For Credit Cards: Every item charged to your bank credit card on or before December 31 is an expense for that year, even if the credit card bill isn’t paid until the following year. The exception to that rule – yes, here’s another exception — is for store credit cards. An item purchased using a store credit card cannot be deducted as a business expense if it has not been paid for by year-end.

Here’s why:

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Work from Home Write-Offs: 5 Ways to Trim the Tax Bill For At-Home Businesses

Guest Column, Law / Tax & Zoning, Legal & Accounting
May 21st, 2011 No Comments »

Millions of Americans operate businesses from the comfort of their homes. For many, the benefits of working from home relate more to lifestyle than money. However, many people already working from a home office — even as a teleworker — overlook the potential tax benefits that come from working at home.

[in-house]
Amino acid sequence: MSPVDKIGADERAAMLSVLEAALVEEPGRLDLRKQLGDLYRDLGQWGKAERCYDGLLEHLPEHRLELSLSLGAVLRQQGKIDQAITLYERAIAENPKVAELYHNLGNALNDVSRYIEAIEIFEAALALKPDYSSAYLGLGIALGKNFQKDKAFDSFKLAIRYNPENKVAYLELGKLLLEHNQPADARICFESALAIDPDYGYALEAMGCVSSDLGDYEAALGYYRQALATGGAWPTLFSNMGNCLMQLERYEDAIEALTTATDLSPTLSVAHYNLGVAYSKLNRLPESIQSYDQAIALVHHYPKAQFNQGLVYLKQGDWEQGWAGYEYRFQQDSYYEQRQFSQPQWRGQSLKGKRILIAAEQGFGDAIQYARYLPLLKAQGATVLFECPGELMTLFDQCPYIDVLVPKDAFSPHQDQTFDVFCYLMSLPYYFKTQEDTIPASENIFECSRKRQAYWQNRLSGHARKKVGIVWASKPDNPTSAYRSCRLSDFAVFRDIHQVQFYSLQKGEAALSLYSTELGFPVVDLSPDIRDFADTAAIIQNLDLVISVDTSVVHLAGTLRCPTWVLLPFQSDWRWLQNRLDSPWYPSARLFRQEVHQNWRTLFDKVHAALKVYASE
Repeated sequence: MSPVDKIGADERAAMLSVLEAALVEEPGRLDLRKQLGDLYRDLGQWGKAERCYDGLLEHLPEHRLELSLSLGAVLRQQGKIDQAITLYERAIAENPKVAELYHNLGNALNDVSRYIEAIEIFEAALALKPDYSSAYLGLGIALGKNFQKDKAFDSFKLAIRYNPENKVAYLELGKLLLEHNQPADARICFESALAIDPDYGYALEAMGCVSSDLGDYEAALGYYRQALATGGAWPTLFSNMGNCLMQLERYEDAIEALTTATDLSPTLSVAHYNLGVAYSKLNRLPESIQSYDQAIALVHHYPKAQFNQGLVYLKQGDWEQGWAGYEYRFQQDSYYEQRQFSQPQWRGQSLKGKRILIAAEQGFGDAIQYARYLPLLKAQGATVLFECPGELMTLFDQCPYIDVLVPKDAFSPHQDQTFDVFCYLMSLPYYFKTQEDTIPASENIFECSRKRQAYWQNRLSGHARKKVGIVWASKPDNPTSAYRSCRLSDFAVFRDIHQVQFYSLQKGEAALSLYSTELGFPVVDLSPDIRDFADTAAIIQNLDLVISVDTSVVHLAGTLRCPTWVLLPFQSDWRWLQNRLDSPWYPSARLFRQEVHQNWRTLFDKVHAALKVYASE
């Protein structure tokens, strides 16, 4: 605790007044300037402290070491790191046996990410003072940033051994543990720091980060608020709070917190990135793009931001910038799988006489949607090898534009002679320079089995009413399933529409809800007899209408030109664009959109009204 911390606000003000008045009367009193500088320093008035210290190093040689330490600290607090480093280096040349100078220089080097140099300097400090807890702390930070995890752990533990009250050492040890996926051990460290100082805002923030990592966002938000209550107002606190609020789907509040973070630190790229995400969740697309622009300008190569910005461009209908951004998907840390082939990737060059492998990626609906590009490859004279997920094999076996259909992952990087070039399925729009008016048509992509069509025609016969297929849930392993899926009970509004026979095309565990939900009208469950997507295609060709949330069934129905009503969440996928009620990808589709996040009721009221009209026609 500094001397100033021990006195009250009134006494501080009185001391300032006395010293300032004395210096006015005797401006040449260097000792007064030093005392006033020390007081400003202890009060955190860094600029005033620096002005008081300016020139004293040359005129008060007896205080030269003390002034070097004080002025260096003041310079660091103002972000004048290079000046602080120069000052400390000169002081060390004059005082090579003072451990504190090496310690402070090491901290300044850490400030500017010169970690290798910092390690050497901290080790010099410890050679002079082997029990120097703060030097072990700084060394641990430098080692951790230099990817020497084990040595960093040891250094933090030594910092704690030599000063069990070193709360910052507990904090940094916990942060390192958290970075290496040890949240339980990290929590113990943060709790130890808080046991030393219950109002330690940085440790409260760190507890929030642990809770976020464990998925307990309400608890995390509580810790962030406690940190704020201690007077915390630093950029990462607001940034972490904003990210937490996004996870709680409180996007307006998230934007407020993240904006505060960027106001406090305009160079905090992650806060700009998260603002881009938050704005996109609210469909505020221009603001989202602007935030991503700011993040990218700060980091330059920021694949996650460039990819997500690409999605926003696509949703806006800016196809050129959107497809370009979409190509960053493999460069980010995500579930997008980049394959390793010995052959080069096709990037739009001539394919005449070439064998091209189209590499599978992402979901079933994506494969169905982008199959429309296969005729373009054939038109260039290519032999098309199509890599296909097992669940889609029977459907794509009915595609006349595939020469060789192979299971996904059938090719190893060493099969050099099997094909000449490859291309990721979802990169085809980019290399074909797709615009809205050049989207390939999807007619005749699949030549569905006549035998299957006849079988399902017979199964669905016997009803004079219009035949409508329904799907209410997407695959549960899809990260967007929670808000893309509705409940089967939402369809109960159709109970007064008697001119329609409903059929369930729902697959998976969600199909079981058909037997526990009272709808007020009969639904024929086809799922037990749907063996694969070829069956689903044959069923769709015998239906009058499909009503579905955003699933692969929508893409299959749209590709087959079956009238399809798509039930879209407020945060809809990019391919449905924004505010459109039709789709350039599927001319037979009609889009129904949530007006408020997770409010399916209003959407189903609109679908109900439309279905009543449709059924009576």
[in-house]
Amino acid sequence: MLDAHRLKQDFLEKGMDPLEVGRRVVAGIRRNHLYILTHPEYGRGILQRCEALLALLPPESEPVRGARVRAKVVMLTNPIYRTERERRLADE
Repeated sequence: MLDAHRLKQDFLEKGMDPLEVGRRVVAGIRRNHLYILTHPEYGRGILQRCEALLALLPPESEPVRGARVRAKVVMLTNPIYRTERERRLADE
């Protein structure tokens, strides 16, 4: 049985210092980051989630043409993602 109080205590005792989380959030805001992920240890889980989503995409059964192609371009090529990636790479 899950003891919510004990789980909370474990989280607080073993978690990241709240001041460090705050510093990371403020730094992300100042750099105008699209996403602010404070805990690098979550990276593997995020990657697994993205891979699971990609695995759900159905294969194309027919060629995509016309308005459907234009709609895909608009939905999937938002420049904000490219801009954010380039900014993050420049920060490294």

The following post from mortgage researcher Phil Green highlights five of the most prominent potential tax deductions for individuals working out of their homes (it is not from; any information or inaccuracies provided are the responsibility of the author).

One keen bit of advice from Phil: In considering these or any possible tax benefits, consult with a tax professional. Tax laws are complex, as there are often exceptions to the exceptions to the rule. And tax regulations change all the time. Getting a professional to advise you on how these deductions can help minimize your tax liability is imperative.